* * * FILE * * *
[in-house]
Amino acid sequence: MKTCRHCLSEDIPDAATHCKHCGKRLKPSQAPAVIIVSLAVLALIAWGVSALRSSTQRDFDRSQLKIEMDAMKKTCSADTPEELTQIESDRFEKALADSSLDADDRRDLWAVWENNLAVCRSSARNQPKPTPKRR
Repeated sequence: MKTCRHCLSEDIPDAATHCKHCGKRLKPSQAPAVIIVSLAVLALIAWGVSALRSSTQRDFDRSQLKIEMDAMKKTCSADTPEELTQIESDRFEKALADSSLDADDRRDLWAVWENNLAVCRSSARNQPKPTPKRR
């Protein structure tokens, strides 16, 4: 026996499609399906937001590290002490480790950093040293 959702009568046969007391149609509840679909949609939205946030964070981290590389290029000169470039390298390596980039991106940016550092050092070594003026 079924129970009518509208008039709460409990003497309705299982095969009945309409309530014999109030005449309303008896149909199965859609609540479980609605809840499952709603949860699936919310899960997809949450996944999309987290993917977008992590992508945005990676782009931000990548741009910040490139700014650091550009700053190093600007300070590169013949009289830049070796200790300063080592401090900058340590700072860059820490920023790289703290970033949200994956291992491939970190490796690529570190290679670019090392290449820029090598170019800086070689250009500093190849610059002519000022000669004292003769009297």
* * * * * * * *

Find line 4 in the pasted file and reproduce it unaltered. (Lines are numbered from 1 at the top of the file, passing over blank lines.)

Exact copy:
């Protein structure tokens, strides 16, 4: 026996499609399906937001590290002490480790950093040293 959702009568046969007391149609509840679909949609939205946030964070981290590389290029000169470039390298390596980039991106940016550092050092070594003026 079924129970009518509208008039709460409990003497309705299982095969009945309409309530014999109030005449309303008896149909199965859609609540479980609605809840499952709603949860699936919310899960997809949450996944999309987290993917977008992590992508945005990676782009931000990548741009910040490139700014650091550009700053190093600007300070590169013949009289830049070796200790300063080592401090900058340590700072860059820490920023790289703290970033949200994956291992491939970190490796690529570190290679670019090392290449820029090598170019800086070689250009500093190849610059002519000022000669004292003769009297």